Today in 1958, the Hope Diamond became property of the Smithsonian Institution.

It had been mailed two days before from New York City, so it was delivered by mail carrier James Todd.

In the year that followed, Todd lost his wife and his dog, saw his house go up in flames and got injured in two car accidents.

And people at the time said, of course, the Curse of the Hope Diamond had struck again!

The legend goes that someone pulled a giant blue stone from the eye of a statue in India and from then on, anyone who owned it was cursed.

Researchers believe it was actually mined in India in the 17th Century, and its first documented owner, Jean Baptiste Tavernier, lived a full and comfortable life after selling the gem to the king of France, Louis XIV.

Louis, of course, was famous for his long life and reign.

The diamond is named after Henry Philip Hope, a banker and gem collector, who did just fine for himself.

And so did Harry Winston, the jeweler who donated the diamond to the Smithsonian.

If you’re asking “why would anyone believe it’s cursed, then?” know that some of the owners did have misfortune.

One of Henry Philip Hope’s descendants had to sell it to pay off debts, for example.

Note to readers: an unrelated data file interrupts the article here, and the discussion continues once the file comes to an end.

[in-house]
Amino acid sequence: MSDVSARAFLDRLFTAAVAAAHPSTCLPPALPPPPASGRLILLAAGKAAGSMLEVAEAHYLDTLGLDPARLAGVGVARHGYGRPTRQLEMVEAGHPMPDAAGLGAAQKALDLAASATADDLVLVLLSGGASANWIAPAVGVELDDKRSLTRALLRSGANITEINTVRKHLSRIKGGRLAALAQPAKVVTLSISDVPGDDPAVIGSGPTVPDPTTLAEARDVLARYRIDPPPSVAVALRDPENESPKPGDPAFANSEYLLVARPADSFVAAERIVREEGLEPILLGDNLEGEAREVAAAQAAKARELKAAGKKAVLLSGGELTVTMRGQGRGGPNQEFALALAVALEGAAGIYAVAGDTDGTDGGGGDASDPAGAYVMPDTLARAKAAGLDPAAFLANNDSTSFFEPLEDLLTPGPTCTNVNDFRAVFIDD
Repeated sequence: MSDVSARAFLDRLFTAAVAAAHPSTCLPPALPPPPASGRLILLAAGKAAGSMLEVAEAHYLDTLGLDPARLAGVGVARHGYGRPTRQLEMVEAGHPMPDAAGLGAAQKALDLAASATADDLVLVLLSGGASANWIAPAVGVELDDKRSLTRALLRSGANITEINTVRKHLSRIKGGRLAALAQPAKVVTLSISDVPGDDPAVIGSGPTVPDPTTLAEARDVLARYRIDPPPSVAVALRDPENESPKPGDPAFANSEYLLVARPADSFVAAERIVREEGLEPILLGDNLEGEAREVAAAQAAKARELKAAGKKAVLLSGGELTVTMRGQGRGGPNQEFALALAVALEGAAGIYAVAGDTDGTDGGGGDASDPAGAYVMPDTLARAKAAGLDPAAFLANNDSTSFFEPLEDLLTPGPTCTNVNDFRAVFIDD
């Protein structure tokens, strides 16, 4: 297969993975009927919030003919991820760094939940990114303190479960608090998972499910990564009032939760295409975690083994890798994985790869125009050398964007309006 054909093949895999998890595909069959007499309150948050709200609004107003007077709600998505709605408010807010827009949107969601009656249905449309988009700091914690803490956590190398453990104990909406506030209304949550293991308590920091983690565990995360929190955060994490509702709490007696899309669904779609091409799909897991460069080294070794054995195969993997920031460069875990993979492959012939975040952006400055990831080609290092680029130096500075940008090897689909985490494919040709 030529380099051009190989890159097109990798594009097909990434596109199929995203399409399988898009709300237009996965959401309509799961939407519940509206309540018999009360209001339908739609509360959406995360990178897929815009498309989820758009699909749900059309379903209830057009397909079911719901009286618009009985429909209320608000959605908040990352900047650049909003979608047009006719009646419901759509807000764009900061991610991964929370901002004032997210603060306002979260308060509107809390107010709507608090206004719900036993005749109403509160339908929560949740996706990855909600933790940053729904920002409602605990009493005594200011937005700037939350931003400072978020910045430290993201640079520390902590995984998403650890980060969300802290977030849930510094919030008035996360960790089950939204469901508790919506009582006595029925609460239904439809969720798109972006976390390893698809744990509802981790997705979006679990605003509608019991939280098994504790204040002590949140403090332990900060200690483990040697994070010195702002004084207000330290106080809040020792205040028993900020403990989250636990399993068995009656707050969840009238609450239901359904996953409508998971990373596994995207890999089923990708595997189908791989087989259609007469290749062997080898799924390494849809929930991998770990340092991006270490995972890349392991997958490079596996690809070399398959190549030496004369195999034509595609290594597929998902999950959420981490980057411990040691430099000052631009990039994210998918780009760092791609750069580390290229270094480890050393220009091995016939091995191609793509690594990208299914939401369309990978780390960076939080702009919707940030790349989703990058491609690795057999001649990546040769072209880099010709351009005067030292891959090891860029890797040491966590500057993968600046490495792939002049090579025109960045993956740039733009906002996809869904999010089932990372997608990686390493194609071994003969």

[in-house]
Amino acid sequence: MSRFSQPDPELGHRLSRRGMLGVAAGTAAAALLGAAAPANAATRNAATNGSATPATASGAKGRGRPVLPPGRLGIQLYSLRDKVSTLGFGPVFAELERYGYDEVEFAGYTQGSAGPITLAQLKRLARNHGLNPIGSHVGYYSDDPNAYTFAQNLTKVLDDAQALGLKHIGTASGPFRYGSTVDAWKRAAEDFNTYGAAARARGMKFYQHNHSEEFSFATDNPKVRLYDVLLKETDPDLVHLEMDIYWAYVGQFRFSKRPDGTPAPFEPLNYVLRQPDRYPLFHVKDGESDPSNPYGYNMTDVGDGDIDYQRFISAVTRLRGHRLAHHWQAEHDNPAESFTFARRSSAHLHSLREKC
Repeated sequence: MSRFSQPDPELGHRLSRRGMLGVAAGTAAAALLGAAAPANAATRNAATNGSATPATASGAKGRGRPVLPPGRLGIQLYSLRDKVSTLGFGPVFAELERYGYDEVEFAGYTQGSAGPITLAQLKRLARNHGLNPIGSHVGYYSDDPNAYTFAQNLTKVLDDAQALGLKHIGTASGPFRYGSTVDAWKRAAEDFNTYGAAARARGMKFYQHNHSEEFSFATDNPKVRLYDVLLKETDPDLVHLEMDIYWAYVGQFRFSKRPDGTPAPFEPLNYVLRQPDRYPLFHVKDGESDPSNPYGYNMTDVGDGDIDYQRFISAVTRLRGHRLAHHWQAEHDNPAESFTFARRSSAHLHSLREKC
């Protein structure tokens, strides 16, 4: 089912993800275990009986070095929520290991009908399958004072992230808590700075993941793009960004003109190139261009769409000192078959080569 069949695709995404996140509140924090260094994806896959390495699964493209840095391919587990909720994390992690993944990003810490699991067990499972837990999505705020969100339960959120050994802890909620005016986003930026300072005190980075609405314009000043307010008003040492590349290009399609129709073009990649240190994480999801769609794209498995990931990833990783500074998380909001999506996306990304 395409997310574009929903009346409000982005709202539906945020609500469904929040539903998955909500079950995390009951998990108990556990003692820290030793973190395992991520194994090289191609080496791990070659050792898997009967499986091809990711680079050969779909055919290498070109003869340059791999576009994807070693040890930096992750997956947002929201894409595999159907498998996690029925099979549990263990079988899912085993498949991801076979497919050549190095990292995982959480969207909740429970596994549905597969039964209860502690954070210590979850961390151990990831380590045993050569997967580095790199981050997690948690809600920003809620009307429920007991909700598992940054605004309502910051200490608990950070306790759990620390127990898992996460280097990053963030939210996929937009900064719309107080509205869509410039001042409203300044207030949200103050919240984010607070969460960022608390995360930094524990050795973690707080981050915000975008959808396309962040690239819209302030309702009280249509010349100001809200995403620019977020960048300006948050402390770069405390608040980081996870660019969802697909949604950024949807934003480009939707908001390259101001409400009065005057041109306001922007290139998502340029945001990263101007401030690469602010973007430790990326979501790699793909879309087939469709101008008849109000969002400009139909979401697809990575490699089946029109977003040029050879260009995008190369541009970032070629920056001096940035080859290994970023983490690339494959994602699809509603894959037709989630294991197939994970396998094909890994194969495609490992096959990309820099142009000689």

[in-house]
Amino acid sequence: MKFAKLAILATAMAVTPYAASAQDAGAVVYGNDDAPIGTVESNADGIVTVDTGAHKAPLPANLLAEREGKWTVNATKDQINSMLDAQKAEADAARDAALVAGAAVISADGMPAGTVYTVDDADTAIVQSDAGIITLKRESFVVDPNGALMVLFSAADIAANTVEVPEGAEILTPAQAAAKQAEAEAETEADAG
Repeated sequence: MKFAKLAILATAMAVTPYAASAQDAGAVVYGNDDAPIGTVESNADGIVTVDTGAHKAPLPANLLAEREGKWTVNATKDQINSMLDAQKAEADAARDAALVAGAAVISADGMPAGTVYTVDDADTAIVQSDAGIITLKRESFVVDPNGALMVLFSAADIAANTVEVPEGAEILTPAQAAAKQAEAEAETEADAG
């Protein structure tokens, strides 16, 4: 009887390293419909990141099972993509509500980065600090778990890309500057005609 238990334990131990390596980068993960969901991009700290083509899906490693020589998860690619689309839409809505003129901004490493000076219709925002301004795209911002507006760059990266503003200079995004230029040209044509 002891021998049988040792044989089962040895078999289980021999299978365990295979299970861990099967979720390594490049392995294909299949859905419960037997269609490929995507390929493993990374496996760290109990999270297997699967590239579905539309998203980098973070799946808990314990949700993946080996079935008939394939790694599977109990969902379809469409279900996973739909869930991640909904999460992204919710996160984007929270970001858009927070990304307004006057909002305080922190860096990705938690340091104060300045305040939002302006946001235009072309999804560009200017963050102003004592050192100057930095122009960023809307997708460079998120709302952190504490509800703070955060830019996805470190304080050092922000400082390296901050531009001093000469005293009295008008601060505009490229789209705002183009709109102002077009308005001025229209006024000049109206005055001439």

And since it was once a French royal jewel, it was connected to Louis XVI and his wife Marie Antoinette, who went to the guillotine during the French Revolution.

Jewelers sometimes played up the legends to get wealthy socialites interested in buying the Hope Diamond.

Pierre Cartier made his name by convincing the rich and famous Evalyn Walsh McLean to just wear it for a couple days and see if she liked having a giant and mysterious diamond around the house.

He even said that if anybody died, she could choose another piece.

She kept it, and it’s said that she later liked to play “hide the Hope Diamond” with her dinner guests.

Unfortunately it didn’t work out; two of McLean’s children lost their lives in tragedies, her husband left her for another woman and she almost had to pawn the diamond off during the Great Depression.

But she never believed in the curse.

And neither did that mail carrier, James Todd.

After bringing the jewel to the Smithsonian, he said, if the diamond really was cursed, wouldn’t the whole country start suffering?

Tomorrow is Metal Day

In Madrid, Spain, you’ll find an unusual statue: it shows Ángeles Rodríguez Hidalgo, a hard rock fan who was known as the Rocker Grandma, putting up the horns with her right hand.

History of the Hope Diamond (Smithsonian Institution)

The Secret History Of The Hope Diamond: How Pierre Cartier Sold A Cursed Jewel (Forbes)

This Granny Rocks! (Eye on Spain)

The real gems are our Patreon backers

Photo via Smithsonian Institution